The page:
Carbondale Board of Education, support staff reach tentative contract agreement; negotiations with teachers continue

Tentative agreement reached in Carbondale staff contract

CARBONDALE, Ill. (KFVS) - Schools throughout Heartland may started the 2019-2020 school, but some teachers and school staff are still in the middle of contract negotiations with their school boards.

The Carbondale Board of Education and the Carbondale Educational Support Professionals Association reached a tentative agreement on a contract.

According to the school district on Friday, September 13, the agreement will not be official until the CESPA membership votes on it, and that agreement is then approved by the CES #95 Board of Education.

The two parties reached the agreement around 10 p.m. on Thursday, Sept. 12, on their 15th bargaining session.

CESPA released a statement on Friday.

“We are pleased that we’ve reached a tentative agreement with the board of education. We are hopeful the entire CESPA membership will feel the same way and vote to ratify the agreement as soon as possible.”
Tricia Lueker, Carbondale Education Support Professional association president

According to Board of Education President John Major, the tentative agreement precludes either side from discussing specifics about the agreement.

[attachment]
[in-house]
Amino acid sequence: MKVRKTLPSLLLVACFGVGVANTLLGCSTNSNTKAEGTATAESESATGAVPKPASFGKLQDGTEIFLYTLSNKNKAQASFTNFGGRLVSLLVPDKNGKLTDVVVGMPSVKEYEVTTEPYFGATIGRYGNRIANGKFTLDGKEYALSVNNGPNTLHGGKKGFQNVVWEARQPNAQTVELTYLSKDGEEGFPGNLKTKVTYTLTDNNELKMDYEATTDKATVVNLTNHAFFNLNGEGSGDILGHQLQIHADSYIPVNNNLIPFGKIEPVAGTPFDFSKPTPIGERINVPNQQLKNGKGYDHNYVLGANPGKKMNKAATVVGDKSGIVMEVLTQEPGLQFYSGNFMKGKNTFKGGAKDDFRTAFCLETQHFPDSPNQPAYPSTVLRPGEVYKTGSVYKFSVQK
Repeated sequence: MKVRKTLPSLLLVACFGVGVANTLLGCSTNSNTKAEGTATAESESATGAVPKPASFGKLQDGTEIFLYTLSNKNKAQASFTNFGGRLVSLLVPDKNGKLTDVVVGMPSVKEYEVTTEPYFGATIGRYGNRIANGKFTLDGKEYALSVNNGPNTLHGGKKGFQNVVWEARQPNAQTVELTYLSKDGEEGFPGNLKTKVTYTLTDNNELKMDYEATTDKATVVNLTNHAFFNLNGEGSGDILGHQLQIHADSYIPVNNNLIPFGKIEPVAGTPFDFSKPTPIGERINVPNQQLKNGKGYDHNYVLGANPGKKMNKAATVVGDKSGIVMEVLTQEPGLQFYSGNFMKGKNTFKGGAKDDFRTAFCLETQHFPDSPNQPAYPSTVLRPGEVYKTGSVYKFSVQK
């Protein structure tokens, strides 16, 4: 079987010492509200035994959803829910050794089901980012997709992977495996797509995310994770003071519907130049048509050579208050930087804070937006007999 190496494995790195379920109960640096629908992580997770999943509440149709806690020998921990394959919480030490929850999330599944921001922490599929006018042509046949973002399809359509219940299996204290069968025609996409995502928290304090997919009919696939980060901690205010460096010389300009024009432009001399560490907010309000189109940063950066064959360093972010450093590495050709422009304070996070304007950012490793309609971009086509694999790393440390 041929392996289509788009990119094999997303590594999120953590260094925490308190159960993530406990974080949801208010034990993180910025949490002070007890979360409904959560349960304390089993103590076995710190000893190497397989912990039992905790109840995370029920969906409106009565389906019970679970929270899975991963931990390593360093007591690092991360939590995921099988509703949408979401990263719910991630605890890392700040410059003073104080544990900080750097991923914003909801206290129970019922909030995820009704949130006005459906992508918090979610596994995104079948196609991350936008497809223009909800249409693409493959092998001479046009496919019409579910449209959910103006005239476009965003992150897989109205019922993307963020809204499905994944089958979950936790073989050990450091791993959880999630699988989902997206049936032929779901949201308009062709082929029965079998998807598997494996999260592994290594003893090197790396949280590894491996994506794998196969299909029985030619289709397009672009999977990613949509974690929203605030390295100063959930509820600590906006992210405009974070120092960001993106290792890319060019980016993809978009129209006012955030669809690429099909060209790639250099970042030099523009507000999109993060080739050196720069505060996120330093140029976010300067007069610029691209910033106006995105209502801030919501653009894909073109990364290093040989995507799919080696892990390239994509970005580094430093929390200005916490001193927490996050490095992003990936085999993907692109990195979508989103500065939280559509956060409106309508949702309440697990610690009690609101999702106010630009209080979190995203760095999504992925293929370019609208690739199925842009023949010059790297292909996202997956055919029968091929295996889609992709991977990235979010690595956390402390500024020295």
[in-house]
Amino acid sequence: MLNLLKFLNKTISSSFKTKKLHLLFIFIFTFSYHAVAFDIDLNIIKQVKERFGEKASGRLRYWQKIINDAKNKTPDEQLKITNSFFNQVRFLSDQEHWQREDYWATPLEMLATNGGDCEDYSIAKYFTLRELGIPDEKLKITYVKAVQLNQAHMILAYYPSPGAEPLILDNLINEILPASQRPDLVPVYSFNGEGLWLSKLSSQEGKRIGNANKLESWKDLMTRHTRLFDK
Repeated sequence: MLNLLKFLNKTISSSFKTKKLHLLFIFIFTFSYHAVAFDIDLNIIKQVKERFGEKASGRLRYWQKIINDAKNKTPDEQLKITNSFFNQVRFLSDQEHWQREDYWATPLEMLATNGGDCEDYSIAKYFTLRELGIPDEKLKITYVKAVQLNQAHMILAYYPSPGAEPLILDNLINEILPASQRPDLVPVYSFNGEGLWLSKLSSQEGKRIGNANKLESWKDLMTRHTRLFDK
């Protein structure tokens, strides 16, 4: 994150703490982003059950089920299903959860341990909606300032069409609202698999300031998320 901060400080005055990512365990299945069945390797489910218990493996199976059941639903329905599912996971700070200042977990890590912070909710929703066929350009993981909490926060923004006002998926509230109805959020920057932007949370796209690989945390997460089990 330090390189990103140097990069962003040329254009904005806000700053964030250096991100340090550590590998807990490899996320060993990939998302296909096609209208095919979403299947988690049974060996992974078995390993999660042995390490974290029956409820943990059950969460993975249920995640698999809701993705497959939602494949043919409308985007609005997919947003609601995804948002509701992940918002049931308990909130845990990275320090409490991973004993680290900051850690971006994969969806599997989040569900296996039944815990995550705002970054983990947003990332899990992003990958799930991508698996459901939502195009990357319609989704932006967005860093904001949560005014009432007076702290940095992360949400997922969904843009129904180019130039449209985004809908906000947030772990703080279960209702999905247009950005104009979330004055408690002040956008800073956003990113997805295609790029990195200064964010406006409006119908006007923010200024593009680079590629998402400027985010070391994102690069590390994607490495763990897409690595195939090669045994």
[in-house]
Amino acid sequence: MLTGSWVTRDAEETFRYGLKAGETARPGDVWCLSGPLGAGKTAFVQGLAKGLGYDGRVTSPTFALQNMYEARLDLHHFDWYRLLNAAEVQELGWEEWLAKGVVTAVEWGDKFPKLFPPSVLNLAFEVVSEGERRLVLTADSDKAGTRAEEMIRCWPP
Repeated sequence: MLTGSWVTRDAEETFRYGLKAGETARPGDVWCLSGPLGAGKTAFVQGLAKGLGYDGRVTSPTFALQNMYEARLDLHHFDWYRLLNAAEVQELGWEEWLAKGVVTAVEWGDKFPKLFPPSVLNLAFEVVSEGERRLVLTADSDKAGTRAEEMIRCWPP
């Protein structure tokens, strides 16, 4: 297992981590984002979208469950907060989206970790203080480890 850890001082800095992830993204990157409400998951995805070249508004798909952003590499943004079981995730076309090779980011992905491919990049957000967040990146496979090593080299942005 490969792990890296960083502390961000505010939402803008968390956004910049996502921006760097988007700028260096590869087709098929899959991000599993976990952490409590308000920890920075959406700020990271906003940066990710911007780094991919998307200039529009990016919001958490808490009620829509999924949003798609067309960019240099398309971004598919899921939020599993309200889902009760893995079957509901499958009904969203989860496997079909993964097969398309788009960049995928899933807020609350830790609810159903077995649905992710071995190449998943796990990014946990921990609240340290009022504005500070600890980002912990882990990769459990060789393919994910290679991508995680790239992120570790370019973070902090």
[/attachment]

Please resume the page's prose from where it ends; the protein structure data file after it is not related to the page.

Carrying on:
A date for the vote has not been set yet, but according to IEA-NEA, it would likely be next week.

If approved, this would be the first-ever contract for this union, whose members voted to unionize in 2018.

The union represents 111 of the district’s secretarial staff, classroom aides, cooks, maintenance workers, couriers, Birth to Three educators, behavior specialists and paraprofessionals.

Carbondale teacher negotiations continue

Following a meeting on Tuesday, Sept. 10, the Carbondale Elementary School #95 Board of Education responded to the union’s contract concerns.

The Carbondale Education Association is represented by 136 teachers, social works and other licensed professionals.

After months of negotiations, the two sides had yet to reach an agreement.

Board President John Major maintained it is the interest of the board to govern accountable to the greater community while keeping the needs of the students foremost.

Major, a former teacher himself, said the district prides itself on its teaching force and compensates teachers competitively for that, citing that teachers earn on average $64,000, a figure slightly lower than the state average.